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Task Scheduling Simplifications in Spring 3.0

Continuing the Spring 3.0 “simplification series” started by Keith and Chris, I would like to provide a quick overview of simplifications in scheduling and task execution enabled by Spring 3.0.

I will be walking through a basic sample application that you can checkout from the spring-samples Subversion repository. It has been designed to be as simple as possible while showcasing both annotation-driven and XML-based approaches to scheduling tasks in Spring 3.0.

Let’s begin with the annotation-driven approach. You can run it directly via the main() method in AnnotationDemo. If you take a look, you’ll see that it’s nothing more than a bootstrap for a Spring ApplicationContext:

public static void main(String[] args) { new ClassPathXmlApplicationContext("config.xml", AnnotationDemo.class); }

The reason nothing else is necessary is that the ApplicationContext contains an “active” component, which we will see in just a moment. Because of that component, the main() method will not exit. The config.xml is also minimal, containing only two elements:

<context:component-scan base-package="org/springframework/samples/task/basic/annotation"/> <task:annotation-driven/>

The “component-scan” element points to the package that contains our “beans”. There are two of them: ScheduledProcessor and AsyncWorker. We’ll look at those momentarily, but first take a look at the “annotation-driven” element. That’s the one that is new in Spring 3.0, and it drives two annotations: @Scheduled and @Async. You could provide references to a Spring TaskScheduler and TaskExecutor with the “scheduler” and “executor” attributes respectively, but for this sample, we’ll just rely on the defaults.

The ScheduledProcessor contains the @Scheduled annotation on a method and is therefore the “active” component I mentioned above. Since the ‘annotation-driven’ element exists in the configuration, this method will be registered with a Spring TaskScheduler instance that will execute the method periodically with a fixed delay of 30 seconds.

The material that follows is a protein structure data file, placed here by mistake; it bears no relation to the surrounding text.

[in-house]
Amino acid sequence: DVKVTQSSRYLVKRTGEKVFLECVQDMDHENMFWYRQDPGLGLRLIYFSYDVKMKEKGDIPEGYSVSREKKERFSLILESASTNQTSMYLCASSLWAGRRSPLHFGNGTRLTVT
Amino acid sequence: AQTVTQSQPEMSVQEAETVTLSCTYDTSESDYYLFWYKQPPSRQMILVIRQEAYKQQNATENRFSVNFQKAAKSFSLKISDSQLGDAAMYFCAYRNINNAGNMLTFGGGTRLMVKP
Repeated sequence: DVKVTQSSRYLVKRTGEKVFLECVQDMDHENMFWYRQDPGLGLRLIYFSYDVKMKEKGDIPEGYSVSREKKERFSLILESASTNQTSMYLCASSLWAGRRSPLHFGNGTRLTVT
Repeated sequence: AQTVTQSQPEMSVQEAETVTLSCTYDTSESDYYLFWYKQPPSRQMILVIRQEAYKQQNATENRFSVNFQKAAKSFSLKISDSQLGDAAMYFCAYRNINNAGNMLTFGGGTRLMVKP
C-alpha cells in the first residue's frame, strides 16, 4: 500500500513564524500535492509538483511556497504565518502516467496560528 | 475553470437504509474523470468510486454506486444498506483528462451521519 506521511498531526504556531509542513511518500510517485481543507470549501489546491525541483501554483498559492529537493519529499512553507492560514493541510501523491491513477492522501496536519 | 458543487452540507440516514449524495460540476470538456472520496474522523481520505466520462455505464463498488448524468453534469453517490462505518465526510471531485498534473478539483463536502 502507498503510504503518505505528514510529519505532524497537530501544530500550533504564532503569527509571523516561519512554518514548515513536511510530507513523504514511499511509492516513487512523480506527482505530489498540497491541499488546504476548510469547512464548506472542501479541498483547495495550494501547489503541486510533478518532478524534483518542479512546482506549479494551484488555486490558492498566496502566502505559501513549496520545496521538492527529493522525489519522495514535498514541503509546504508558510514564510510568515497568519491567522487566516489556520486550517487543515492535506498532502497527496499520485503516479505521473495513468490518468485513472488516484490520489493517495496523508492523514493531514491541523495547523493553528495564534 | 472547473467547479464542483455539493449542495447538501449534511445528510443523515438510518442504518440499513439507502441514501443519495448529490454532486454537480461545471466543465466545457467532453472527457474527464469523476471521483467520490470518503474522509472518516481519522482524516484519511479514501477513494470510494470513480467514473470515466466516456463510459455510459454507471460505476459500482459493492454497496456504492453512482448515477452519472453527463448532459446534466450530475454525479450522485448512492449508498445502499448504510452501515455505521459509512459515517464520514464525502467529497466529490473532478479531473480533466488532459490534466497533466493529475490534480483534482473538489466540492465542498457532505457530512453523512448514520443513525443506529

@Service public class ScheduledProcessor implements Processor { private final AtomicInteger counter = new AtomicInteger(); @Autowired private Worker worker; @Scheduled(fixedDelay = 30000) public void process() { System.out.println("processing next 10 at " + new Date()); for (int i = 0; i < 10; i++) { worker.work(counter.incrementAndGet()); } } }

As you can see in the previous code excerpt, the Worker is invoked by the ScheduledProcessor within a loop. However, the AsyncWorker implementation contains the @Async annotation on its work(..) method, and due to the ‘annotation-driven’ element in the configuration, this will be wrapped in a proxy so that the method is actually invoked by a TaskExecutor instance. To verify that, the current thread name is displayed within that method. Likewise, to clarify that work is being performed concurrently, a sleep(..) call is made to simulate time-consuming work.

@Component public class AsyncWorker implements Worker { @Async public void work(int i) { String threadName = Thread.currentThread().getName(); System.out.println(" " + threadName + " beginning work on " + i); try { Thread.sleep(5000); // simulates work } catch (InterruptedException e) { Thread.currentThread().interrupt(); } System.out.println(" " + threadName + " completed work on " + i); } }

If you run the AnnotationDemo main() method, the output should look something like this:

processing next 10 at Mon Jan 04 18:20:52 EST 2010
SimpleAsyncTaskExecutor-1 beginning work on 1
SimpleAsyncTaskExecutor-2 beginning work on 2